Abstract: In 1949, Marshall Hall Jr proved that finitely generated subgroups of free groups are closed in the pro-finite topology. In this talk, I will explain how to improve this result to show that these subgroups are, in fact, closed in the pro-alternating topology. The proof combines Stallings's beautiful reinterpretation of Hall's theorem in terms of the topology of graphs with a classical theorem of Jordan on permutation groups.

Tuesday

May 4

3:00 pm

Jim Hoste

Pitzer College

Title: Epimorphisms Between 2-bridge Knots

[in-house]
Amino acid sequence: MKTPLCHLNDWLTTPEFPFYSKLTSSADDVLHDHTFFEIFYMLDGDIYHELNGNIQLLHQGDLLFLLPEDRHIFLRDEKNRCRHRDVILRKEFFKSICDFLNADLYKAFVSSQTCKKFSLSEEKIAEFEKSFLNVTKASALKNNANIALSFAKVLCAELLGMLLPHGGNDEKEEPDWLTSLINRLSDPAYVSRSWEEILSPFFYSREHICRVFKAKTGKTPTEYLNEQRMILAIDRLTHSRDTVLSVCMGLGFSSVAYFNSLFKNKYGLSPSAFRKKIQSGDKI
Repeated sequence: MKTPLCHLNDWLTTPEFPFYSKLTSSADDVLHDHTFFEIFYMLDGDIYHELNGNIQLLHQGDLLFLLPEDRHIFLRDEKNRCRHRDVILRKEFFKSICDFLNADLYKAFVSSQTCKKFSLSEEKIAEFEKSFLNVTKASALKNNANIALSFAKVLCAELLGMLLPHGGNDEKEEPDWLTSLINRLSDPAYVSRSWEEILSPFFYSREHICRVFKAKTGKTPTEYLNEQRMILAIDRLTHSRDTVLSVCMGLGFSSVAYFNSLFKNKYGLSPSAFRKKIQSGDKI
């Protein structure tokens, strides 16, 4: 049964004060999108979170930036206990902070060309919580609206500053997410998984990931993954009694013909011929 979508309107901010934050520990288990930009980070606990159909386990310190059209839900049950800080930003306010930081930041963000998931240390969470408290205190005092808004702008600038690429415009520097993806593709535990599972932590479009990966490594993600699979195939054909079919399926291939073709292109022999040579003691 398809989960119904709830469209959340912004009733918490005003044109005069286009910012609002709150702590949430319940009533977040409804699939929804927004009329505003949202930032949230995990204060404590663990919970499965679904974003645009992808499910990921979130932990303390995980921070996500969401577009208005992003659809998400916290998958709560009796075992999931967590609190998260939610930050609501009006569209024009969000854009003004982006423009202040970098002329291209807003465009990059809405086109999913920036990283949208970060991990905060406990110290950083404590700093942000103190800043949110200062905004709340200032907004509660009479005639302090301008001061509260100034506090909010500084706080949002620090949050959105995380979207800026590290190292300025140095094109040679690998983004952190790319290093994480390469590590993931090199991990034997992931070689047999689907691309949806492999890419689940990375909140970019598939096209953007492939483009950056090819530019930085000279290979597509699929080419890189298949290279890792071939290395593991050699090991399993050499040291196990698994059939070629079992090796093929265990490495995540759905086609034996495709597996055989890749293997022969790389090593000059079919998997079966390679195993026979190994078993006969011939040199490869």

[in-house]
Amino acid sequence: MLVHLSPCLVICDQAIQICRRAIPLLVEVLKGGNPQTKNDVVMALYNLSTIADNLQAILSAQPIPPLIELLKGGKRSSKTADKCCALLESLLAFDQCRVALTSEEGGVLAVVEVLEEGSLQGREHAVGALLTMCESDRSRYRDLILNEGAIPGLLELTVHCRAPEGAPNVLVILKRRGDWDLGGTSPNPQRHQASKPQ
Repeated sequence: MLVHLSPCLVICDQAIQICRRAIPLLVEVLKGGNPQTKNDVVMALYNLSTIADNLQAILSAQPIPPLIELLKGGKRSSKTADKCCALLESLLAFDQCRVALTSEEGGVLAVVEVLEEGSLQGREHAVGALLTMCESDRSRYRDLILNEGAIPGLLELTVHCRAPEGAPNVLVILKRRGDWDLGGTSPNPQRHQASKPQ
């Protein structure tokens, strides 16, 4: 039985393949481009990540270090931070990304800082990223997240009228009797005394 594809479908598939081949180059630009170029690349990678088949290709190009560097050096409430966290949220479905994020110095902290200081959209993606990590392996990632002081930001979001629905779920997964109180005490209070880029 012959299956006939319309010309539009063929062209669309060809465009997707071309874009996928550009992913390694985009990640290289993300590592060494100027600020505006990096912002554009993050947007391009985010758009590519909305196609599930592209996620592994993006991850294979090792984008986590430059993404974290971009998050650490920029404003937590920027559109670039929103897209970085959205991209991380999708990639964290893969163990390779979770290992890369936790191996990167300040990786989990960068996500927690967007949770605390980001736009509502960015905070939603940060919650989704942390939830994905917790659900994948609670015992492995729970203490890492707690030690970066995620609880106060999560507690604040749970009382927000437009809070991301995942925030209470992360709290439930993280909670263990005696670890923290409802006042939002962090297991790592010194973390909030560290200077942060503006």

In his talk at this Seminar earlier this year, Masaaki Suzuki asked if there exists a 2-bridge knot whose fundamental group maps onto the fundamental group of both the trefoil and the figure eight knots. We show that this is not possible if one restricts to epimorphisms of the form described by Ohtsuki, Sakuma and Riely (ORS). By using basic facts about continued fractions, it is relatively easy to decide if two given 2-bridge knots have a common ORS cover.